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Self development scheduling tips when employed on a remote job

Self Development Scheduling Tips On A Remote Job

Fall is generally the time for enrolling in formal education. If you are currently employed, lifelong learning isn’t something that stops after high school or once a college degree is obtained.

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Once you start work and go about developing your career, it can not be stressed enough the importance of scheduling time for your own self and professional development. We’ve written previously on the importance of developing oneself for career advancement. This article is suited for the person employed on a remote job, working from home or working flexibly who is in need of advice on ways to develop their career in the absence of a mentor, in-person supervisor, or experienced colleague.

Employee development may not be a top concern for management

Not all employees have the luxury of working for an employer who has intricately woven mentorship, career development and rotational leadership opportunities into the fabric of their corporate culture.

Maybe they are not to blame. Some leading consulting and advisement firms may not stress talent development. In fact, we have observed and posted here before that past business practices involved the hiring (poaching) of key personnel who have already been developed and trained by their competition.

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For instance, a recent Harvard Business Review (HBR) article citing PWC research stressed these five key elements of business leadership:

  • Protect people
  • Communicate effectively
  • Maintain continuity of work
  • Assess workforce costs
  • Prepare for recovery

When reading and reflecting upon the business article produced by operational experts, we noticed one glaring omission. “What?” you might ask.

  • Develop talent pool

Employers with corporate training programs see 24% higher profits

Smart employers are wise to develop more formalized employee training programs while they are on the job. Why? Zippia data evidence employee training programs a determinant factor for profitability. Companies utilizing robust employee training programs have been reported to experience profit margins 24% higher than companies without comprehensive training initiatives Additionally, a full 92% of employees report well-planned training has positive impacts on engagement.  And, if you are a company concerned about the retention of top talent, 42% of employees state they would consider  staying with their employer longer when they take investments in employee training into consideration.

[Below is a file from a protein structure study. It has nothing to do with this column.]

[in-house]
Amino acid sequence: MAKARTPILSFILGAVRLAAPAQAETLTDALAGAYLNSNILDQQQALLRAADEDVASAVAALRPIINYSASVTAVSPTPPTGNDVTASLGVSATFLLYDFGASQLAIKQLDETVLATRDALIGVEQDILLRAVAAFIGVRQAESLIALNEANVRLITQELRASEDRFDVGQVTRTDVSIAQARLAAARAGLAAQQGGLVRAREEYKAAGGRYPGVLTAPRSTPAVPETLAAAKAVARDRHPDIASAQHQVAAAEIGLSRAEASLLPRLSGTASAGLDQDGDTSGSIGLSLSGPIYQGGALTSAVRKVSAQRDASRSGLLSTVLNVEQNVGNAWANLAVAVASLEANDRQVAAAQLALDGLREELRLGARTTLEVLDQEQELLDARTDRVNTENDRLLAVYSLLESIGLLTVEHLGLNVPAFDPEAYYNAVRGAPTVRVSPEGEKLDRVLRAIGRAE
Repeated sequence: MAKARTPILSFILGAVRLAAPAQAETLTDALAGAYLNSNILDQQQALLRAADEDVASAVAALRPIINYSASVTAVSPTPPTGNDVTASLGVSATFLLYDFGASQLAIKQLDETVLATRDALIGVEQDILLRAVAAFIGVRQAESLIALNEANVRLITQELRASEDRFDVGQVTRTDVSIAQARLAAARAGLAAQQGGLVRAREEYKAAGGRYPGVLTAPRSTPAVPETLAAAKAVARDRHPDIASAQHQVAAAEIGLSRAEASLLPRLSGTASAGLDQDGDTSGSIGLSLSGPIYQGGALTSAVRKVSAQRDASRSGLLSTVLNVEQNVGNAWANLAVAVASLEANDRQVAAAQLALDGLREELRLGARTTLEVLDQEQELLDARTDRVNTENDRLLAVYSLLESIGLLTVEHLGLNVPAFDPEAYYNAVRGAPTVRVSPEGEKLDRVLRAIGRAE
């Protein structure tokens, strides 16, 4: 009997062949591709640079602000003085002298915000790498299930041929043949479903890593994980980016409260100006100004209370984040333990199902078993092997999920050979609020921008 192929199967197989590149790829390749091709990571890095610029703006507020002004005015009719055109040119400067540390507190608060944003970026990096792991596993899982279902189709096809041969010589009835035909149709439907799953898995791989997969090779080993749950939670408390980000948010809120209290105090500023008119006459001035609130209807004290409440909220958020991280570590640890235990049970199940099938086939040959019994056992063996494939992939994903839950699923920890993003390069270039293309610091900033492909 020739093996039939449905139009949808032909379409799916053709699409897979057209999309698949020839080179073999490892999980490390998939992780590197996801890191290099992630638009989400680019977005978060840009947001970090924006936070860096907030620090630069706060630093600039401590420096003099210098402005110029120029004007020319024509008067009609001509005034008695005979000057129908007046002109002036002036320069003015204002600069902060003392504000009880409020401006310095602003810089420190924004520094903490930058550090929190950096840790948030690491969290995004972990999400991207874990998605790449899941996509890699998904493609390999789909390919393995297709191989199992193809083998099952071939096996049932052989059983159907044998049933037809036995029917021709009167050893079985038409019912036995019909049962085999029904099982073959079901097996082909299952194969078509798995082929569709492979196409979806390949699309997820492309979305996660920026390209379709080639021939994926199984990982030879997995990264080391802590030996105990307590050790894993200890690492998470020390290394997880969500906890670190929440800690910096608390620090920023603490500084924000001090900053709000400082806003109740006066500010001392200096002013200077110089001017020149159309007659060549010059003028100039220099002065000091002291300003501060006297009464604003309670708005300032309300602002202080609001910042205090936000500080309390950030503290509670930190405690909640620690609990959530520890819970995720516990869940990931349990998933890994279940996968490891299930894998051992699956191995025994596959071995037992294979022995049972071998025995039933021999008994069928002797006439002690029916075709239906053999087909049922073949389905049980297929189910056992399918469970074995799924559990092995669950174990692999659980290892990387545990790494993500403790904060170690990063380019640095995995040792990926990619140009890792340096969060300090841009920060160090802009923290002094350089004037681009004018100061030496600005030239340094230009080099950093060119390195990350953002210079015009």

59% of workforce report employers lack employee training programs

Contrast these statistics however this these alarming facts:

  •  76% of employed workers are always on the look out for better career opportunities
  • 59% of people in the workforce report that their companies do not have formalized employee training programs

We have observed and posted here before that there has been past business practices adopted of hiring key personnel who have already been developed by competitors. The Australian HR Institute shared data from the Robert Half employment agency depicting upwards of 98% of workers currently employed and NOT actively seeking new employment were approached by employers attempting to recruit them to join another company.

So, ask you reflect upon this information, it is important to note that it behooves one to take it upon oneself to conduct career development and career advancement activities independent of one’s employer. How is self-directed or independent learning defined? Basically, self-directed learning involves people taking their own initiative to be responsible for their own learning. Its’ that simple.

Regardless of age, independent learning has many benefits

In formalized educational settings: kindergarten to twelfth grade, college, graduate, post graduate and vocational training programs the virtues of independent self study as been widely accepted as a valuable tool to impart learning. A report from the London Department of Children and Families showed these benefits, in part:

  • improved academic outcomes
  • increased student motivation and self-confidence
  • enhanced self-awareness of abilities and limitations

Children and, young adults notwithstanding, there is also data demonstrating the advantages of independent learning among adults.

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Ways to learn new job skills without a formal corporate training program